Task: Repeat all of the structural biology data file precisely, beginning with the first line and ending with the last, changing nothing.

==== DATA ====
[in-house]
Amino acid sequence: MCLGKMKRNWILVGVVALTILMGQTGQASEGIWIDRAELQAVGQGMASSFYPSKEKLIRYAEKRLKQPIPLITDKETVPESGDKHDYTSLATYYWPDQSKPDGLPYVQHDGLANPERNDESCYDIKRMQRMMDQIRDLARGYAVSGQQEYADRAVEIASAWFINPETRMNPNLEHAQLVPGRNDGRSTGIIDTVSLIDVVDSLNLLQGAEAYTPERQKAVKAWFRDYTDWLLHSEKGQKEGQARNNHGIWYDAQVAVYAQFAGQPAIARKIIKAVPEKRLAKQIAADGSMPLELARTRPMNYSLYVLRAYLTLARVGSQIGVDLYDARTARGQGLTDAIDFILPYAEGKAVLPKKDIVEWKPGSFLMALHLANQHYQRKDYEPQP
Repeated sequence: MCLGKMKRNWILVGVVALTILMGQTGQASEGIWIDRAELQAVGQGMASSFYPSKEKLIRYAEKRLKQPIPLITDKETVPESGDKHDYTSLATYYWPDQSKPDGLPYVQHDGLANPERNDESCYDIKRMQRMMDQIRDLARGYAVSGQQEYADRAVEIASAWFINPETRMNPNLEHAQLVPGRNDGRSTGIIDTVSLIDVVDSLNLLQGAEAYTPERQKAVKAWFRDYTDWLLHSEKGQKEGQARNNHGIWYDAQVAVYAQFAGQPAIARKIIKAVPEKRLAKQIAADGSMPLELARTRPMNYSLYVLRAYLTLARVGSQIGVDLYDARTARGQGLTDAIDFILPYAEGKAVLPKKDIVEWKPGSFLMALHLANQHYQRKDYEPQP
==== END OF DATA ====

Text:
[in-house]
Amino acid sequence: MCLGKMKRNWILVGVVALTILMGQTGQASEGIWIDRAELQAVGQGMASSFYPSKEKLIRYAEKRLKQPIPLITDKETVPESGDKHDYTSLATYYWPDQSKPDGLPYVQHDGLANPERNDESCYDIKRMQRMMDQIRDLARGYAVSGQQEYADRAVEIASAWFINPETRMNPNLEHAQLVPGRNDGRSTGIIDTVSLIDVVDSLNLLQGAEAYTPERQKAVKAWFRDYTDWLLHSEKGQKEGQARNNHGIWYDAQVAVYAQFAGQPAIARKIIKAVPEKRLAKQIAADGSMPLELARTRPMNYSLYVLRAYLTLARVGSQIGVDLYDARTARGQGLTDAIDFILPYAEGKAVLPKKDIVEWKPGSFLMALHLANQHYQRKDYEPQP
Repeated sequence: MCLGKMKRNWILVGVVALTILMGQTGQASEGIWIDRAELQAVGQGMASSFYPSKEKLIRYAEKRLKQPIPLITDKETVPESGDKHDYTSLATYYWPDQSKPDGLPYVQHDGLANPERNDESCYDIKRMQRMMDQIRDLARGYAVSGQQEYADRAVEIASAWFINPETRMNPNLEHAQLVPGRNDGRSTGIIDTVSLIDVVDSLNLLQGAEAYTPERQKAVKAWFRDYTDWLLHSEKGQKEGQARNNHGIWYDAQVAVYAQFAGQPAIARKIIKAVPEKRLAKQIAADGSMPLELARTRPMNYSLYVLRAYLTLARVGSQIGVDLYDARTARGQGLTDAIDFILPYAEGKAVLPKKDIVEWKPGSFLMALHLANQHYQRKDYEPQP